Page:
Turkey summons US envoy over Armenian genocide vote

People demonstrate outside the US embassy, on December 13, 2019 in Ankara, one day after US congress formally recognized the 1915-1917 murder of up to 1.5 million Armenians as genocide. (AFP)
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Updated 13 December 2019

Turkey summons US envoy over Armenian genocide vote

  • Armenia claims 1.5 million died in the killings
  • US is now in line with 30 other countries in recognizing Armenia’s claim of genocide

ISTANBUL: Turkey summoned the US ambassador on Friday after the US Senate voted to recognize the 1915 killings of Armenians as genocide.

Deputy foreign minister Sedat Onal delivered the government’s reaction to envoy David Satterfield, said the foreign ministry, after Turkish officials warned that the vote endangered relations.

American senators followed the House of Representatives in voting to recognize the killings of Armenians during the First World War as genocide, for which the Ottoman Empire — the forerunner of modern-day Turkey — bore responsibility.

Armenia claims 1.5 million died in the killings. Turkey says the number of deaths was far lower and Turks also died, blaming the killings on the First World War.

The US is now in line with 30 other countries in recognizing Armenia’s claim of genocide.

A US embassy spokesman in Ankara however told AFP that the Senate vote had not changed the administration’s position, pointing out that US President Donald Trump had stopped short of calling the killings genocide earlier this year.

The Congress resolution had been blocked several times by allies of Trump, who has sought a close relationship with NATO ally Turkey and President Recep Tayyip Erdogan.

During a meeting in Washington last month, Trump said he was a “big fan” of Erdogan despite opposition from many in the Congress to the red-carpet welcome.


Libya’s GNA govt detains 35 Egyptian fishermen

Updated 47 min 57 sec ago

Libya’s GNA govt detains 35 Egyptian fishermen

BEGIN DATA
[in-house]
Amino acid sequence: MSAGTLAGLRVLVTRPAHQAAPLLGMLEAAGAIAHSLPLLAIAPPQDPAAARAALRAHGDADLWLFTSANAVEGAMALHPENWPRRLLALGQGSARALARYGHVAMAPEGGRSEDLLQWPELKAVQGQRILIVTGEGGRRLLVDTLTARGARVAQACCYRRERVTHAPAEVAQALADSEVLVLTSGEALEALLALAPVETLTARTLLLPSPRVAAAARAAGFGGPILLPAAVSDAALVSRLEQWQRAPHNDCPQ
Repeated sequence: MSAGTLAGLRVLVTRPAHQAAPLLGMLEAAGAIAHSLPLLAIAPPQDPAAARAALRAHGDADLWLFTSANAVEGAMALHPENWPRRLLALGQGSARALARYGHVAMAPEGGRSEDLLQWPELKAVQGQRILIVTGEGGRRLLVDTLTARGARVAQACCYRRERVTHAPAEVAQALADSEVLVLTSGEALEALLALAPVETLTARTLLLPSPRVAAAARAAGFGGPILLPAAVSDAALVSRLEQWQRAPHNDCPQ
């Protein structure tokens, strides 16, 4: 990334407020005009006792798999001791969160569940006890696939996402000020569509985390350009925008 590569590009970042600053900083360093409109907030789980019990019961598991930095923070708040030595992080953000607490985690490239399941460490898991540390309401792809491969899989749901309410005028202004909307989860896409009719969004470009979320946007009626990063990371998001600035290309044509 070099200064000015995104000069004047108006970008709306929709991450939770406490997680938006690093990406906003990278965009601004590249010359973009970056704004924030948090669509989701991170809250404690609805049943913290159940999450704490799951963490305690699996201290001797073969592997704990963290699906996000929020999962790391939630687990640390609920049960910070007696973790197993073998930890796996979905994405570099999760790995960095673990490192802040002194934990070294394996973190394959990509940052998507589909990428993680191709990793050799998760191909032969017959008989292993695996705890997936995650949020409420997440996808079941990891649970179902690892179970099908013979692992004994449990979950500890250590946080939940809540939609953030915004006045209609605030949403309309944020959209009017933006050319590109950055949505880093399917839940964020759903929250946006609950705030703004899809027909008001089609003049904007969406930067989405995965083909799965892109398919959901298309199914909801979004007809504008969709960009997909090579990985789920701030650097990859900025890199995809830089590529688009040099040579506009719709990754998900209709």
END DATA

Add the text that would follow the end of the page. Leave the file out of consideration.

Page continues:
• The GNA is still holding the fishermen without a clear accusation to justify their detention

CAIRO: The fate of at least 35 Egyptian fishermen hangs in the balance after they were arrested by the Tripoli-based Government of National Accord (GNA) on Nov. 2 last year.  

The families of the fishermen have appealed to the Egyptian government to step up their efforts to secure their freedom as Cairo has been working on their release since November.

Little is known about the fate of the fishermen in Libya other than their location, after it was leaked to Egyptian authorities that they were held in the Turmina Prison, which is affiliated with the GNA.

The head of the Fishermen’s Syndicate in Kafr El-Sheikh, Ahmed Nassar, said they had not been able to communicate with the fishermen since last November and after their disappearance they came to learn that the GNA authorities had detained them.

The GNA is still holding the fishermen without a clear accusation to justify their detention. Nassar said that the fishermen were not fishing in Libyan territory without a permit.

Nassar explained that the fishermen were working on Libyan boats. Alongside them were a number of colleagues working on boats that belong to the Al-Wefaq government. They were not approached by anyone unlike their detained colleagues who were arrested and sent to prison without being charged with any crime.

The Fishermen’s Syndicate chief said that people had called on the Egyptian Ministry of Foreign Affairs as well as the government, and the consular section had also been contacted about the matter.

Many of the detained fishermen come from Kafr El-Sheikh, while others come from Abu Qir in the governorate of Alexandria.

The fishermen had been supporting families of up to eight members.

Egyptian authorities say they are exerting great efforts to bring the fishermen back safely, while the fishermen’s families continue to demand safety and justice for the men.